Asmara’s rare weather phenomena of freezing rains and flooded streets attracted unprecedented media attention from international media outlets.
After all, we haven’t had a non-political issue causing a small media frenzy for a long time.
The BBC, Daily Express and the New York Daily News covered the story, after state-owned Shabait and Hadash Eritrea reported that Asmara experienced extensive ice rain, flooding and ice clusters of one meter height on Wednesday. Like many of the Eritrean Diaspora news sites have done over the last decade, the three publications also had to do their editing work in a “We take what we can get” style. They relied on screenshot images from Eri-TV videos and picture taken on the street of Asmara by government-owned media.
The BBC’s headline is “Hail storm dumps metre of ice on capital” and the article quotes a BBC Monitoring journalist in Nairobi as saying, “While hail is not unknown in Asmara at this time of year, this week’s storm has surprised residents with its intensity.”
The Daily Express covered the story with a more imaginative title, “Freak of nature: Hailstorm dumps 3ft of ice on East African nation of Eritrea.” like it was dumped by a big alien spaceship hovering over Eritrea.
U.S. based New York Daily News writes, “The storm caught the city of Asmara by surprise with its heavy flooding and large clusters of ice, some nearly three feet thick, that blocked many of the streets and stranded vehicles, according to video shared by government-run television station ERI-TV.”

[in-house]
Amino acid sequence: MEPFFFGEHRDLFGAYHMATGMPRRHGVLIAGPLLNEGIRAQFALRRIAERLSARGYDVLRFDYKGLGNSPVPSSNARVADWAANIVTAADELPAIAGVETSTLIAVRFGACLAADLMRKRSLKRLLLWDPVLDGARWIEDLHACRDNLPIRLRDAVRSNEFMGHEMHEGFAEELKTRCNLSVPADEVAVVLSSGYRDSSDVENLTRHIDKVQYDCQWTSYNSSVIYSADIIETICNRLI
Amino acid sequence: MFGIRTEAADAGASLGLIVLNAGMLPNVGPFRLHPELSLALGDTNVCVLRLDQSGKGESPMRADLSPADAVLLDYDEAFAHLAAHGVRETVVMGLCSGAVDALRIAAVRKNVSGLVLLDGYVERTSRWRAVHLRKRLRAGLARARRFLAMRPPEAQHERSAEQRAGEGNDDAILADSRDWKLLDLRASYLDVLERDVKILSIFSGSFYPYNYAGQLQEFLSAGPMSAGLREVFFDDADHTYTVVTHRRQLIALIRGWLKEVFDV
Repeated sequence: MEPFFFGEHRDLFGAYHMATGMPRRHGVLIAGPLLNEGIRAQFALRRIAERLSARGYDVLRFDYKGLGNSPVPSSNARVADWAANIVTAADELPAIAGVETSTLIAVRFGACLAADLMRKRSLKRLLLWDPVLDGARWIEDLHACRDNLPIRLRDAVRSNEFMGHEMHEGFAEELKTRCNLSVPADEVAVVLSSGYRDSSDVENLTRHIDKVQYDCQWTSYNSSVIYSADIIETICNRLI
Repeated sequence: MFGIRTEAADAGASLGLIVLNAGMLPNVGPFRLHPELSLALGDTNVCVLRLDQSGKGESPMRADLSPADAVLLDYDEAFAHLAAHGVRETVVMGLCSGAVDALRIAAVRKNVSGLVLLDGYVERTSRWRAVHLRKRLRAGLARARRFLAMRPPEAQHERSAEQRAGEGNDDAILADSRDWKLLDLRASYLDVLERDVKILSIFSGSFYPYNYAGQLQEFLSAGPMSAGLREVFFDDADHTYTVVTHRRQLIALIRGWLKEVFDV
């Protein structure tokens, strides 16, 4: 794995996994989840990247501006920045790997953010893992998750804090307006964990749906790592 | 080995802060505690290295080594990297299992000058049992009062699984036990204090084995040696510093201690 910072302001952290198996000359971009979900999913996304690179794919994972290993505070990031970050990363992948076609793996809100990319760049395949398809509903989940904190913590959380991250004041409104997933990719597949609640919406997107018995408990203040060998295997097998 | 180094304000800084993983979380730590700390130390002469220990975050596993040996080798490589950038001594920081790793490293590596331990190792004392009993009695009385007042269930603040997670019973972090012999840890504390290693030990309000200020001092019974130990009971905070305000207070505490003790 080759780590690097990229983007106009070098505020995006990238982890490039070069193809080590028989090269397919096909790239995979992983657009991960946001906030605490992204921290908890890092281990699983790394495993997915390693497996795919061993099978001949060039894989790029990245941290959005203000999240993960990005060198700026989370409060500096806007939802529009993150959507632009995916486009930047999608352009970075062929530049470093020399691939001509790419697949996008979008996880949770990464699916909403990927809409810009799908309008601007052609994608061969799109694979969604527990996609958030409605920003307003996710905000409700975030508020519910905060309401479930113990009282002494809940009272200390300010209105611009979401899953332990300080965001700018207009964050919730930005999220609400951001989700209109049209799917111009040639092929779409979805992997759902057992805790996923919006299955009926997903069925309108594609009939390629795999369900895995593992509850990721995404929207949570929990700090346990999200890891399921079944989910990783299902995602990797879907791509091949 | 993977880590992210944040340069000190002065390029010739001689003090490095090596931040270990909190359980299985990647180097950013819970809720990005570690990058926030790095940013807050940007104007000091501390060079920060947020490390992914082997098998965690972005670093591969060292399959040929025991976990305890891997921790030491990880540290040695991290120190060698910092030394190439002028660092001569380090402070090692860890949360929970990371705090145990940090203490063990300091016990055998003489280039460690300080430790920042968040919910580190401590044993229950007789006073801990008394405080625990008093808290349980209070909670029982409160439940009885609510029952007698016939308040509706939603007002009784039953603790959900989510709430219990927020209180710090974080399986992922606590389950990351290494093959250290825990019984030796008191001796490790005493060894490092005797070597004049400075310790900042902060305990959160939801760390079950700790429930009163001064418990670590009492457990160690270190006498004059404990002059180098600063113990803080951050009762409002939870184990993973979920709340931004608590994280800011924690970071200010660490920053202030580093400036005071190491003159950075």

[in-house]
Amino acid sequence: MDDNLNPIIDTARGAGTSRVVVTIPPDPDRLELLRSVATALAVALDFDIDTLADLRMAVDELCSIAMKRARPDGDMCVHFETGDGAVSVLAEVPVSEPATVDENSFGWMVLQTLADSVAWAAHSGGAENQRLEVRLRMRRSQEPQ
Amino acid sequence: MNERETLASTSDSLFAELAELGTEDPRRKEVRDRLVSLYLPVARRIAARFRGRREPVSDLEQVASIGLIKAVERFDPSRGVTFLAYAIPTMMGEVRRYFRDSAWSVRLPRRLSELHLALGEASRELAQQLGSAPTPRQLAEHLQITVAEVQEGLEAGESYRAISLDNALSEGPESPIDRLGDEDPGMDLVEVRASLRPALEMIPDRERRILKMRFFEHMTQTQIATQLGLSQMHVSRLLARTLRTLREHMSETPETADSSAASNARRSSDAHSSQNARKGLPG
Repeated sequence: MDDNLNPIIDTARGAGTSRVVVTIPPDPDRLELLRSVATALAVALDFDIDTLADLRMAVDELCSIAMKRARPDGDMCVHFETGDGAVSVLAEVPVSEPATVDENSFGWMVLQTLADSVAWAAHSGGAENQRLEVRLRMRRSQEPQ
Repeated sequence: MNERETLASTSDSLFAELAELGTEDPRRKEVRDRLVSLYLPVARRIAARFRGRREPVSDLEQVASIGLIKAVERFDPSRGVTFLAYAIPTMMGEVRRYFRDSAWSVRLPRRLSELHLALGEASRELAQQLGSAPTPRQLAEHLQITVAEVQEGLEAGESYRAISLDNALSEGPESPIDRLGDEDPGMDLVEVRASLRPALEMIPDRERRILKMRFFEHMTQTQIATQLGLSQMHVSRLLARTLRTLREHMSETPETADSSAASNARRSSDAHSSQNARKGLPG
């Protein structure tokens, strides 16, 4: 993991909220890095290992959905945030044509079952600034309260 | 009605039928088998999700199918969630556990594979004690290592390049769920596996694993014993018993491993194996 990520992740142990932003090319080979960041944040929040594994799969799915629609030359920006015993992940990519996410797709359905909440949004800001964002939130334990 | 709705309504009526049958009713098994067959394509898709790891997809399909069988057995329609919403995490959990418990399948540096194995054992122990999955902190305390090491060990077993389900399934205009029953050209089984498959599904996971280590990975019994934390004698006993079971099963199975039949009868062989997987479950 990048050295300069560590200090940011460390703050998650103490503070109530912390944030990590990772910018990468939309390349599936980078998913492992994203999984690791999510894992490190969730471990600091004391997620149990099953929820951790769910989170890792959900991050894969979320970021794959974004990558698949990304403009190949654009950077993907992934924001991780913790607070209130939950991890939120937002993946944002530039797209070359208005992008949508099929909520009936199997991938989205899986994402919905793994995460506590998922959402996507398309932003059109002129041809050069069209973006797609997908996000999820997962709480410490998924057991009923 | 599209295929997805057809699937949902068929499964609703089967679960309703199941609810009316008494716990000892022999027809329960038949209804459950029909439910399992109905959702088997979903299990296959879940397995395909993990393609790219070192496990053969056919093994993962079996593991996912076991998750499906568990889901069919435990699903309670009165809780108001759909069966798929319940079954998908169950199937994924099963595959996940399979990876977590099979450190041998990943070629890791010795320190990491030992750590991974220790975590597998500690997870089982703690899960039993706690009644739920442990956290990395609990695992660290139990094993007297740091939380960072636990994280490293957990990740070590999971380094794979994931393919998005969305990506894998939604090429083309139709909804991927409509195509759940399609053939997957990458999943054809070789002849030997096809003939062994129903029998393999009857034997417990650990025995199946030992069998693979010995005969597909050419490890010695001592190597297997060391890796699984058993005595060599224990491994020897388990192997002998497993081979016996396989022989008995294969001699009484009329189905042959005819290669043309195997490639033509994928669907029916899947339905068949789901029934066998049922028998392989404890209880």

Eritreans must be thrilled to see their country on the map for non-political reasons for once. We got noticed for “freak weather” and “monster ice rain”. After year-long hibernation and self-entertainment Eri-TV was put on the global media map and some world citizens got to hear Tigrinya for the first time in their lives.
There is an old maxim in Eritrea “There’s nothing that can’t be accomplished” and as our motto goes we even made it rain and snow in Africa.
Not only did we make it snow, but we also rescued the world from an increase in global warming.
Eritrea was tied to a Reuters report about small volcanoes and their impact on blocking sunlight and therefore hampering global warming in early February. Eruptions of about 17 small volcanoes since 2000, including Nabro in Eritrea, Kasatochi in Alaska and Merapi in Indonesia, ejected sulfur whose sun-blocking effect had been largely ignored until now by climate scientists, the report read.
There are many things the world has to find out about our super nation and recent headlines suggest exactly that. How else should we interpret stories about the new super grain Teff. For instance The Irish Independent writes, “There is a new super-grain on the block and his name is teff. He’s new to our Western neighbourhood but he’s already making big waves in the world of nutrition and food.” it continues, “Teff is a highly resilient, high-yield grain, which is ideally suited to semi-nomadic life in areas of Ethiopia and Eritrea where it has long thrived.”
This kind of news leaves most of us baffled as it reads like “another dinosaur species found” for something we know as part of our diet since birth.
Whatever our concerns might be, autonomy or freedom from outside domination, we matter to the outside world and the outside world matters to us, suggesting that we need to be interconnected and exchange with it by stepping out of the shadow.